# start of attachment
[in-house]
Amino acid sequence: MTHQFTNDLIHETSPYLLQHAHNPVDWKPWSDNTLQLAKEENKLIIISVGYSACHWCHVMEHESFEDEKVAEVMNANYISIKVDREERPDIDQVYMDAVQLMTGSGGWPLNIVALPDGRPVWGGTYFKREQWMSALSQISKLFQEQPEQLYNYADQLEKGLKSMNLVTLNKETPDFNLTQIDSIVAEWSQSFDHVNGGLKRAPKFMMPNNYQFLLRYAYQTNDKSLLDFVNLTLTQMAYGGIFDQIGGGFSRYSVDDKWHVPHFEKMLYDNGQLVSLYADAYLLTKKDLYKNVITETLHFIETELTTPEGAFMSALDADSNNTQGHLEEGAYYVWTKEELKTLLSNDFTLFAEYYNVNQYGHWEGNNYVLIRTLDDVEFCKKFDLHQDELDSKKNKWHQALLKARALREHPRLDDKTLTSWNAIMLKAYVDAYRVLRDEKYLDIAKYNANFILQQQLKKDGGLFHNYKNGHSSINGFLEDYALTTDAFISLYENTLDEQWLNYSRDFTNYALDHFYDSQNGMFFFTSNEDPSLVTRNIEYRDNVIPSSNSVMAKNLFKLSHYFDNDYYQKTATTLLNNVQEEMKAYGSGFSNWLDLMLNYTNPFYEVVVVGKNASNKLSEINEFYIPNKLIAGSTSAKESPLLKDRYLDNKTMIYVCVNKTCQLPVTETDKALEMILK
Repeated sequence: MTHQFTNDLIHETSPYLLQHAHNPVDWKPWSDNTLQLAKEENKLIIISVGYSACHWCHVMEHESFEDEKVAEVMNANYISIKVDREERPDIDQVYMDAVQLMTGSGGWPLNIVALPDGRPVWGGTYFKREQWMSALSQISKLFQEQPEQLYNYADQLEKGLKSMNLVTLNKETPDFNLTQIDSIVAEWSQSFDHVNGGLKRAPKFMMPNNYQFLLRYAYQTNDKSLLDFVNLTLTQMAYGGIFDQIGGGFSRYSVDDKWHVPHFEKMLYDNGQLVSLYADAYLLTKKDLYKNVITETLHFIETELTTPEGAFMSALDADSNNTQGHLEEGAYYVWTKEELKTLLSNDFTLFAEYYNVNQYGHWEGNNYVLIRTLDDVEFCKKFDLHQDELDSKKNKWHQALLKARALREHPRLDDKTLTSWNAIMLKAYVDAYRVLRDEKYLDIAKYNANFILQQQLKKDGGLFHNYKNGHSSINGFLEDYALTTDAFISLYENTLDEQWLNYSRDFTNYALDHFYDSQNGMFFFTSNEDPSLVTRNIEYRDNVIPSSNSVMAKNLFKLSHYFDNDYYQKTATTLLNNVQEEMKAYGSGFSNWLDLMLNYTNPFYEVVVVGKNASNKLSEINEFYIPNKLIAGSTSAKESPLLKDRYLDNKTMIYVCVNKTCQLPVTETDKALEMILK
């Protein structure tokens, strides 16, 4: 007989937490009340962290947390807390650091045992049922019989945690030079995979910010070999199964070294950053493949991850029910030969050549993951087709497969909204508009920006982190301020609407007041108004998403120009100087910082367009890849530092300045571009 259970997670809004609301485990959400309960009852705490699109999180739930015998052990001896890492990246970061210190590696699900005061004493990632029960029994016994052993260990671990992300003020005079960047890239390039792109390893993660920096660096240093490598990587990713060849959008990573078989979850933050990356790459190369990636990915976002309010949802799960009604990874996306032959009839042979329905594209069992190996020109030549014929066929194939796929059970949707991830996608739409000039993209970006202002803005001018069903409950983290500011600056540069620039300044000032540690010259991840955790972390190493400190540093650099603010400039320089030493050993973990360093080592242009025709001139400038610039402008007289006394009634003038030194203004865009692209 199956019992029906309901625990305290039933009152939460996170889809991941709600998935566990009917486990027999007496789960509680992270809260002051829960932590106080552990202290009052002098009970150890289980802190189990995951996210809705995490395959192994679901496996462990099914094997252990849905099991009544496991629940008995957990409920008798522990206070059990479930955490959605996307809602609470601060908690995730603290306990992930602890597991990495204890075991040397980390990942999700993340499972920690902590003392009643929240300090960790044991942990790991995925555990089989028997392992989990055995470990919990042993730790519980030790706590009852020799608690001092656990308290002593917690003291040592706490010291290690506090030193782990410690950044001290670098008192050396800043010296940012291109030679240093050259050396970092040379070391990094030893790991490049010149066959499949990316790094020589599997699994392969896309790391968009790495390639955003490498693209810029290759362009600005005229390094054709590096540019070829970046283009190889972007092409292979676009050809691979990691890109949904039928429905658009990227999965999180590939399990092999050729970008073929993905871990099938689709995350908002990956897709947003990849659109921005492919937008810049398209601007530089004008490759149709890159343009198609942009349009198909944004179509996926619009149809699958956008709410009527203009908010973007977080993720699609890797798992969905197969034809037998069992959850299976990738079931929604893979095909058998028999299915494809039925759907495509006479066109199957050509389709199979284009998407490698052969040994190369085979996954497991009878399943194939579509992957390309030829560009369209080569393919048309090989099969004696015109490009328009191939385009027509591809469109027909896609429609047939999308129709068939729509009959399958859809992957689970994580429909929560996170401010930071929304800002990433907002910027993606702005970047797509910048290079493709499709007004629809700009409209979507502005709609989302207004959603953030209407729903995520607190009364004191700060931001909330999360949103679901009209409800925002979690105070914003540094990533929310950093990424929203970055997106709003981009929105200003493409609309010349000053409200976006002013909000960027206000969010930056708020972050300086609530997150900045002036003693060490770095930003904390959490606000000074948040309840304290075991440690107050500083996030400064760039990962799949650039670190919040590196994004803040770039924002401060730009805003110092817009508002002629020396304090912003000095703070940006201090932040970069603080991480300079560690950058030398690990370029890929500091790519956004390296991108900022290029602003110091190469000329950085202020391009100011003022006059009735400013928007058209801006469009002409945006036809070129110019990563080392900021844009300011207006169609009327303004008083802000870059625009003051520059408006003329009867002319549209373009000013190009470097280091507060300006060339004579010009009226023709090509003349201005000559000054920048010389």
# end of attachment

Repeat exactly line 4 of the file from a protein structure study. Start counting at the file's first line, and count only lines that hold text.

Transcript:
């Protein structure tokens, strides 16, 4: 007989937490009340962290947390807390650091045992049922019989945690030079995979910010070999199964070294950053493949991850029910030969050549993951087709497969909204508009920006982190301020609407007041108004998403120009100087910082367009890849530092300045571009 259970997670809004609301485990959400309960009852705490699109999180739930015998052990001896890492990246970061210190590696699900005061004493990632029960029994016994052993260990671990992300003020005079960047890239390039792109390893993660920096660096240093490598990587990713060849959008990573078989979850933050990356790459190369990636990915976002309010949802799960009604990874996306032959009839042979329905594209069992190996020109030549014929066929194939796929059970949707991830996608739409000039993209970006202002803005001018069903409950983290500011600056540069620039300044000032540690010259991840955790972390190493400190540093650099603010400039320089030493050993973990360093080592242009025709001139400038610039402008007289006394009634003038030194203004865009692209 199956019992029906309901625990305290039933009152939460996170889809991941709600998935566990009917486990027999007496789960509680992270809260002051829960932590106080552990202290009052002098009970150890289980802190189990995951996210809705995490395959192994679901496996462990099914094997252990849905099991009544496991629940008995957990409920008798522990206070059990479930955490959605996307809602609470601060908690995730603290306990992930602890597991990495204890075991040397980390990942999700993340499972920690902590003392009643929240300090960790044991942990790991995925555990089989028997392992989990055995470990919990042993730790519980030790706590009852020799608690001092656990308290002593917690003291040592706490010291290690506090030193782990410690950044001290670098008192050396800043010296940012291109030679240093050259050396970092040379070391990094030893790991490049010149066959499949990316790094020589599997699994392969896309790391968009790495390639955003490498693209810029290759362009600005005229390094054709590096540019070829970046283009190889972007092409292979676009050809691979990691890109949904039928429905658009990227999965999180590939399990092999050729970008073929993905871990099938689709995350908002990956897709947003990849659109921005492919937008810049398209601007530089004008490759149709890159343009198609942009349009198909944004179509996926619009149809699958956008709410009527203009908010973007977080993720699609890797798992969905197969034809037998069992959850299976990738079931929604893979095909058998028999299915494809039925759907495509006479066109199957050509389709199979284009998407490698052969040994190369085979996954497991009878399943194939579509992957390309030829560009369209080569393919048309090989099969004696015109490009328009191939385009027509591809469109027909896609429609047939999308129709068939729509009959399958859809992957689970994580429909929560996170401010930071929304800002990433907002910027993606702005970047797509910048290079493709499709007004629809700009409209979507502005709609989302207004959603953030209407729903995520607190009364004191700060931001909330999360949103679901009209409800925002979690105070914003540094990533929310950093990424929203970055997106709003981009929105200003493409609309010349000053409200976006002013909000960027206000969010930056708020972050300086609530997150900045002036003693060490770095930003904390959490606000000074948040309840304290075991440690107050500083996030400064760039990962799949650039670190919040590196994004803040770039924002401060730009805003110092817009508002002629020396304090912003000095703070940006201090932040970069603080991480300079560690950058030398690990370029890929500091790519956004390296991108900022290029602003110091190469000329950085202020391009100011003022006059009735400013928007058209801006469009002409945006036809070129110019990563080392900021844009300011207006169609009327303004008083802000870059625009003051520059408006003329009867002319549209373009000013190009470097280091507060300006060339004579010009009226023709090509003349201005000559000054920048010389």